The employer-employee relationship may be forever changed by a recent National Labor Relations Board decision. Last week, in a 3-2 vote split evenly between Democrat and Republican appointees, the NLRB voted to adopt an expanded definition of “joint employer,” which would make it more difficult for companies to avoid responsibility via outsourcing and subcontracting. The decision would allow more workers to bargain with their employer’s employer, which sets in motion events that could change the nature of temporary staffing agencies, subcontracting and franchising.
Richard Trumka, president of the AFL-CIO, expressed happiness with the ruling involving Browning-Ferris Industries of Pennsylvania, hoping that it would send a jolt through major corporations.
“This decision may very well signal the beginning of the end of outdated laws that fail to address an economic structure tilted against working people,” said Trumka in a statement. “It means more working people can engage in meaningful collective bargaining by bringing all parties who control their wages and other conditions of employment to the table.
“Simply put, labor laws in America have failed to keep pace as the workplace has continued to evolve. This is one of many sensible, new avenues that can help bring workplace laws into the 21st century and reflect the true nature of today’s economy.”
As a result of this case, franchises like McDonald’s could be held liable for hiring and firing decisions made by individual franchisees. Decisions such as figuring out if they should fire a contractor would have to be examined in regards to how they affect workers’ ability to organize.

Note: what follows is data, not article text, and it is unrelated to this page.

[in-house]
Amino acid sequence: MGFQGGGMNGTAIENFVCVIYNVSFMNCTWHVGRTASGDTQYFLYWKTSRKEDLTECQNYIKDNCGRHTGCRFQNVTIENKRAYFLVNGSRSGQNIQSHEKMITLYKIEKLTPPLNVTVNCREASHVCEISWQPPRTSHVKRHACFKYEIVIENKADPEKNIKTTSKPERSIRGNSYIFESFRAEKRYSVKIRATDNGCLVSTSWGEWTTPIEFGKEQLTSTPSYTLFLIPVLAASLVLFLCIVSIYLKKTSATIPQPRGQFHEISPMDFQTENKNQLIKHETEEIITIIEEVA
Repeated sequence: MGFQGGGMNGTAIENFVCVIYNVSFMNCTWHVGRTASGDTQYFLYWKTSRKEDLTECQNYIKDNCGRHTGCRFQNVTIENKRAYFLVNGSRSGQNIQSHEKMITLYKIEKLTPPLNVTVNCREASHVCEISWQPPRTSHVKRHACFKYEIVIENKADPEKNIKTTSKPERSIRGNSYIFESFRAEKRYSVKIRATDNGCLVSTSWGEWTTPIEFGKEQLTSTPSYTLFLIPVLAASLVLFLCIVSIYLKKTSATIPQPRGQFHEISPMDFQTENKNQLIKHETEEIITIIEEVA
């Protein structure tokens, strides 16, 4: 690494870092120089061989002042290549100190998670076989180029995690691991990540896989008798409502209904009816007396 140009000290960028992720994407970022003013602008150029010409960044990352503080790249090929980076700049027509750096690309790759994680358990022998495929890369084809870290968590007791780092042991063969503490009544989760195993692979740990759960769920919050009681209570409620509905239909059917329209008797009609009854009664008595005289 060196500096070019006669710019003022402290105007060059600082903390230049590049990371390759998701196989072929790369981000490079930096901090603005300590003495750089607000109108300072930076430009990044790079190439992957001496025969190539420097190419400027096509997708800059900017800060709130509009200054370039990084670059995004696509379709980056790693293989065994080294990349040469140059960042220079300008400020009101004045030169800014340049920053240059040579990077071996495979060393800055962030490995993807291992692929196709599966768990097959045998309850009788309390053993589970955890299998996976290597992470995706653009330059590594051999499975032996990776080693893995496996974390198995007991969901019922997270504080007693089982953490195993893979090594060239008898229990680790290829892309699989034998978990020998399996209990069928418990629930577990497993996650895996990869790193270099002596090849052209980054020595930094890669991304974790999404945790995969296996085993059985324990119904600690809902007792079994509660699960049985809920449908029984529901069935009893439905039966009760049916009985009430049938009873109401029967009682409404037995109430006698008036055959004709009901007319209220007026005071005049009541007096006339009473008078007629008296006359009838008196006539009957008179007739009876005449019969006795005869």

In a release explaining its decision, the NLRB said, “With more than 2.87 million of the nation’s workers employed through temporary agencies in August 2014, the Board held that its previous joint employer standard has failed to keep pace with changes in the workplace and economic circumstances.”
However, organizations such as the International Franchisee Association aren’t taking this decision lying down. Last week, the organization’s legal team filed a Freedom of Information Act request with the Department of Labor’s Occupational Safety and Health Administration asking for the rationale behind the questions OSHA inspectors are asking franchise owners. The organization believes that the questions appear to be specifically designed to presume a joint employer relationship between companies and local franchise owners.
Elizabeth Taylor, IFA’s vice president of governmental relations, public policy and counsel, issued a statement in regards to the NLRB and what they felt was a desire to kill business as Americans know it.
“The Labor Department is conducting a witch hunt that, at a minimum, exceeds the statutory authority afforded to the OSHA by Congress,” said Taylor. “At worst it is engaged in a conspiracy to destroy the franchise model in cooperation with the Service Employees International Union and the supposedly-independent unelected bureaucrats at the National Labor Relations Board and its General Counsel.
“The SEIU and its unelected allies in this administration will stop at nothing to eliminate the legal separation that exists between franchisees and franchisors in order to grow their steadily-dwindling membership coffers,” said Taylor.